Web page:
Every gym and every trainer touts about Functional Exercises. Some know and most don’t know what functional exercises are about. The internet is filled with varied definitions of functional exercises. Many have a tendency to discard a whole group of exercises as non-functional and have a select few as functional. What is functional to one trainer may not be functional to another trainer. In such a case, normal folks find it difficult to understand and appreciate what is best for them.
Functional exercise should be able to perform a function – any function that serves an individual, his/her body type, his/her goals etc. For example, a housewife may want to get stronger to carry her baby. A golfer would want to stabilize and mobilize his trunk for a good swing. He does not have to carry a baby around. The housewife would not want to swing items in her house like a golfer. So exercises meant for a housewife should be different from that of a golfer. Yet, we see people jumping on boxes doing box-jumps because somebody told them that it is ‘functional’.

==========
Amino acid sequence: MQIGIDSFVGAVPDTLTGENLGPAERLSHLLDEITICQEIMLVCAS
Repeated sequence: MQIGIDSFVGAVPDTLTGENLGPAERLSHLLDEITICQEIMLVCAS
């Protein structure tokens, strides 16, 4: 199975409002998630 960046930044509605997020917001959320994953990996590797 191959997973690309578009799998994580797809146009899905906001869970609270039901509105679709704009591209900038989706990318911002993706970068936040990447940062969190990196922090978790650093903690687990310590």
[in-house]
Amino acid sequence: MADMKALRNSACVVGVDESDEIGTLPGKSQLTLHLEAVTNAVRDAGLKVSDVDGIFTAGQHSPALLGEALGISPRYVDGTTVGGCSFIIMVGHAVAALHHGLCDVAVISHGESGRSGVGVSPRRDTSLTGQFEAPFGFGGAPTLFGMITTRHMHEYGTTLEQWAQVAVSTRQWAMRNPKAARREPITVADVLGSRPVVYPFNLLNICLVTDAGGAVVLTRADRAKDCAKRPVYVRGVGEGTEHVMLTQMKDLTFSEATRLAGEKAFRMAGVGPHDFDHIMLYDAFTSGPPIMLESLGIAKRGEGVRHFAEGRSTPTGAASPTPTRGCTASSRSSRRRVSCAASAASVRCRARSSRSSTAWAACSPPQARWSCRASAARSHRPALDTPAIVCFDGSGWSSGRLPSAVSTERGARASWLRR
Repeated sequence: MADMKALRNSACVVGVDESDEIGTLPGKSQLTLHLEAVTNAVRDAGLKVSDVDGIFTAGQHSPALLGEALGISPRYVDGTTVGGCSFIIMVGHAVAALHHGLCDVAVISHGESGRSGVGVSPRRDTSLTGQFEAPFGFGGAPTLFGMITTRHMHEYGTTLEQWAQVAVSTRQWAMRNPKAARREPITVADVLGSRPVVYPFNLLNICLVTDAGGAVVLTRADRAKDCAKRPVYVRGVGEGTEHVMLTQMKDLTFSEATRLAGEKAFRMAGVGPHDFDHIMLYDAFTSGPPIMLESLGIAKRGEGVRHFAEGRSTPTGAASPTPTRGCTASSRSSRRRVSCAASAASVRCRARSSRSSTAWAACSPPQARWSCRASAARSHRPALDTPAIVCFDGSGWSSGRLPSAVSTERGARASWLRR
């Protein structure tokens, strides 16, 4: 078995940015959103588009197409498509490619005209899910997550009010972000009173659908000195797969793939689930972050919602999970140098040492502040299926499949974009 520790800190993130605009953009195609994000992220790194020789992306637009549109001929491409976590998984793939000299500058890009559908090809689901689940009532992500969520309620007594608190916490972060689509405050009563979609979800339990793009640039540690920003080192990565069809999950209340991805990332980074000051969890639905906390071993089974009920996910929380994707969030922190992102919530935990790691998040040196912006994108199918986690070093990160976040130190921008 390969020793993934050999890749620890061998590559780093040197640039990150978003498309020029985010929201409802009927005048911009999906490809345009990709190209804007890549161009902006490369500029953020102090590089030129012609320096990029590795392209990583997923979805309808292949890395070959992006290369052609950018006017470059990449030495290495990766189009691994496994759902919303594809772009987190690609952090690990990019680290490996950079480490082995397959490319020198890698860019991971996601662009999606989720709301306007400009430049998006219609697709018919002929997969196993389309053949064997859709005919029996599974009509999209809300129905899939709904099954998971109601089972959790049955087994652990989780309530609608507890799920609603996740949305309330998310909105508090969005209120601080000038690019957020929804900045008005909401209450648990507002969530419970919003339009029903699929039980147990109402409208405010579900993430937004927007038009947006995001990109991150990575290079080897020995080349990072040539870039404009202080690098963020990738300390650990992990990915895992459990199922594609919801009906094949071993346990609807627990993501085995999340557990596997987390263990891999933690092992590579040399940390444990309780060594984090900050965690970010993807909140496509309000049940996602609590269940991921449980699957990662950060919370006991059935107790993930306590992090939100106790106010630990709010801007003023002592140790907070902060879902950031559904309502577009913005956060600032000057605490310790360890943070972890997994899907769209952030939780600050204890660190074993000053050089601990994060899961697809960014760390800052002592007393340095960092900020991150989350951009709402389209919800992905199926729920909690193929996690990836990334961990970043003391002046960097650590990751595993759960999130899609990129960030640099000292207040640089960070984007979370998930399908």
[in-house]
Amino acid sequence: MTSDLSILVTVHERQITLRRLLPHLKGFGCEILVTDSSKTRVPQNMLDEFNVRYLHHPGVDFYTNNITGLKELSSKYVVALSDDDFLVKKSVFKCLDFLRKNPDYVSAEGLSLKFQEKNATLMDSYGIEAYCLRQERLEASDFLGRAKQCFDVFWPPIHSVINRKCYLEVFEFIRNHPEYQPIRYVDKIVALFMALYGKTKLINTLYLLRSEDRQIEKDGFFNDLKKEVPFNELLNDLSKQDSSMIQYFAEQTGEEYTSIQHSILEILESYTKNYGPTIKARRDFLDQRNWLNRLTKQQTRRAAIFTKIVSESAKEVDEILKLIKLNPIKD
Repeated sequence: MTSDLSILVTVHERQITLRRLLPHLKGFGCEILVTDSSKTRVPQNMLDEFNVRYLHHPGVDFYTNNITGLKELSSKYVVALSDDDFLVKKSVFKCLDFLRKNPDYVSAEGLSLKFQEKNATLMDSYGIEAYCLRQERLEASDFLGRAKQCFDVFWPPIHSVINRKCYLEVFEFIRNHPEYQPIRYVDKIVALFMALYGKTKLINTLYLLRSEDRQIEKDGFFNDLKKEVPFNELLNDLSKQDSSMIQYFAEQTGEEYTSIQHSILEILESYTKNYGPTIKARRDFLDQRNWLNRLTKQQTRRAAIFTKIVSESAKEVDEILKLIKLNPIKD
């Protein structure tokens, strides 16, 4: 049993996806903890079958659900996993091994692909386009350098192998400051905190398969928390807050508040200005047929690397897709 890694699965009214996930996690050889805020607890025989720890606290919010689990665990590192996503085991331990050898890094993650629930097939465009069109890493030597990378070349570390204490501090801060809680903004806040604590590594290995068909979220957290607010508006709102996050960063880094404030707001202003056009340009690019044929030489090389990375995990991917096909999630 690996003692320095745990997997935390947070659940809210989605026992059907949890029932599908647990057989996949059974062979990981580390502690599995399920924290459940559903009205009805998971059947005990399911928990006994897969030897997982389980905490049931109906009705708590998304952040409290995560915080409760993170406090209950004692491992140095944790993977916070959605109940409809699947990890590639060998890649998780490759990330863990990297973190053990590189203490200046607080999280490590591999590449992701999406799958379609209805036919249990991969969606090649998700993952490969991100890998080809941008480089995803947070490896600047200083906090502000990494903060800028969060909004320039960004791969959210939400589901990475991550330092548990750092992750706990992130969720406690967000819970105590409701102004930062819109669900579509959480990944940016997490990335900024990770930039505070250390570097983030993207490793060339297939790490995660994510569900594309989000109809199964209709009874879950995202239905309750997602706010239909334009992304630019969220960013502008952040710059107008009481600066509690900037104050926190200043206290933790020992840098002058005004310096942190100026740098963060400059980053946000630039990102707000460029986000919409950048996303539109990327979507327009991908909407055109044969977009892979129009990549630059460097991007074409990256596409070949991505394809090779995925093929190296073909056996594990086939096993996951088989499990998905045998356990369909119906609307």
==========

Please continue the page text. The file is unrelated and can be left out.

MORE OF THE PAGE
A bedridden elderly octagenarian might not have enough muscles and strength to squat. Her limiting factor for any exercise is her lack of strength. She would need a machine to either do a leg press or leg extension to build her leg muscles first. A machine exercise is functional for her as it is giving her exercise and strength to make her move.
So don’t go by fads of functional exercises touted by trainers. Use your common sense to check the following for any exercise:
1. Is the exercise helping your gain strength? Without strength neither the housewife, golfer or elder lady can do anything.
2. Is the exercise helping you attain your goal by addressing your limiting factor first? The elderly lady’s limiting factor is her leg strength, the housewife’s limiting factor is her ability to balance her baby on one side of her body and the golfer’s limiting factor would be his ability to rotate his trunk.
3. Is the exercise helping you move for a normal daily life? At the end of the day, the exercise should help you live a normal good life. If the exercise gives you injuries, then why bother? Case in points are exercises such as ‘box jumps’ or ‘muscle ups’ or ‘kipping pull-ups’. They are very injury prone if you are not trained well.
If any of the answers is no, then don’t even bother doing those exercises. If the trainer insists, then change the trainer.
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